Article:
Within a minute or two of sharing the link on Facebook, a comment appeared: “Substitute ‘racist’ for ‘traitor,’ and you have Barack Obama.” I deleted it at once and sent a message to the poster explaining my desire to keep politics off my wall.
It was some hours before I checked Facebook again. Obviously, that quote had triggered strong political reactions, because now I had two political comments: “Didn’t realize the tea party was so old,” and “Still the official motto of the Republican party?” People on both sides clearly saw this quote as describing the attitudes of their political opponents.
There are, I think, few things in the world more useless than having a political argument on Facebook. There are never any winners, only losers to one degree or another. Those who’ve known me for a long time know I am a man of passionate political opinions, with an unfortunate tendency to use scorched earth rhetoric when provoked — and I provoke more easily than I should. This tends not to end well.
One of the most popular posts in this history of this blog appeared March 2, 2010: You’re Not Being Reasonable. In that post, I tried to establish some objective standards for reasonableness in political discussions, virtually all of which I’ve violated at one time or another. The cost of those violations has been high: I’ve lost several friendships I valued. Mind you, it takes two to tango, but my own behavior is the only thing I can control, and I look at my own lapses of reasonableness and decorum as cause for shame and embarrassment.
My obsession with cognitive biases (collected in my personal magazine Random Jottings 6) and argumentative fallacies (only partially done, and on my ever-growing list of projects to complete One Of These Days) has done a lot to convince me of the futility of political argument. Confirmation bias alone, the tendency to interpret information in a way that conforms to your preexisting beliefs, derails most discussions before they get started. None of us can shake personal bias altogether, but we can work to limit its effects on our thinking.
Because of the operation of cognitive bias (I include my own bias as well as that of others), I can’t think of a single situation in which someone’s mind has been changed through a Facebook argument, or indeed through an argument of any kind. When I have changed my mind, it’s not because of someone’s argument but rather someone’s behavior or personal actions, or my evolving understanding of the world around me. If I have changed someone else’s mind, it is for the same reasons.
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Mixing the personal and the professional has its dangers. For the first few years I was on Facebook, I mostly posted a daily “Dobson’s Law” of project management (collected here). I learned a lot from the discussions that followed. For both personal and professional reasons, I began wishing people happy birthday on Facebook (sadly, I’ve neglected that in recent months), and started adding a list of shared birthdays. That led to my second blog, Dobson’s Improbable History (pace Peabody), a more-or-less daily post of events and people associated with each day, which in turn supports a series of books I’m writing: The Story of a Special Day, one for every day of the year. (Only $7.95 print, $2.99 ebook — it’s like a birthday card they’ll never throw away!™ — adv.)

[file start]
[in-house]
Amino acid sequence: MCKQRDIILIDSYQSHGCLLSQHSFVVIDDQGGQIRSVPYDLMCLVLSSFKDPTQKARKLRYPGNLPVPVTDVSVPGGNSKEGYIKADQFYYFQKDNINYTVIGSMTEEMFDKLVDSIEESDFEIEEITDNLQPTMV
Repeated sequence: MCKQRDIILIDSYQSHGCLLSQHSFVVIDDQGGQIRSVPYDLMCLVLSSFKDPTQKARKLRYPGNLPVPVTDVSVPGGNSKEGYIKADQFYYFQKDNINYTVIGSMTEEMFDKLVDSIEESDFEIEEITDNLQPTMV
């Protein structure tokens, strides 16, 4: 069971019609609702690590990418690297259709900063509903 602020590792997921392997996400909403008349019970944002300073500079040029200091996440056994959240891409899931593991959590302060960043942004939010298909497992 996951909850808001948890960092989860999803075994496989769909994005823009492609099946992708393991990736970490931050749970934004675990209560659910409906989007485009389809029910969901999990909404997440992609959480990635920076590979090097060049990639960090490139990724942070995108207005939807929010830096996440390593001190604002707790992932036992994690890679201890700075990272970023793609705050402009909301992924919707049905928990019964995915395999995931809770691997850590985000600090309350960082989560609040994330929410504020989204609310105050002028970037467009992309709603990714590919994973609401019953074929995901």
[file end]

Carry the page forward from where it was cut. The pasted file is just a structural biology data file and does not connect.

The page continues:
In other words, there are plenty of reasons for me to stay out of politics on Facebook.
Strangely, however, I now call lots of the same people my friends, though in many cases my feelings about their political opinions remain unchanged. Perhaps it’s the shared Stockholm syndrome experience of high school; perhaps it’s simply the realization that personal history matters. I can get along with people of dramatically different beliefs, but the way to do that is to focus on what we agree on and what we share, not what separates us. At least that’s the plan — the execution has been less than perfect.
Yes, I occasionally find political pieces I want to repost, or comments I feel compelled to make. I created a Facebook list of people likely to find my political positions congenial, and when I can’t refrain from political comment, at least I don’t feel the need to rub it in the noses of those who disagree. I also feel more free to jump into other people’s Facebook discussions, especially when I agree with the original poster. After all, they brought up the subject, not me. It’s rare for me to comment when someone posts an opinion I find repugnant; instead, I simply hide the most regular offenders from my timeline and thus keep my blood pressure under control.
It is much easier, of course, to see the mote in thy brother’s eye than the beam that is in thine own eye. We notice the horrible and disgusting things people on the other side say about our side much more clearly than the horrible and disgusting things that our fellow travelers say about them. Whatever the merits of one position over the other, none of us have clean hands when it comes to rhetorical excess. While I’m wary of false equivalence, or “both sides do it,” as a general argument, in this particular case, I think it’s a fair observation. I wrote this blog post, and then shared it.
The next comment was political as well: “I stand firmly for the Mugwump party.”
I appreciated the sentiment. After all, politics is a Mug’s game.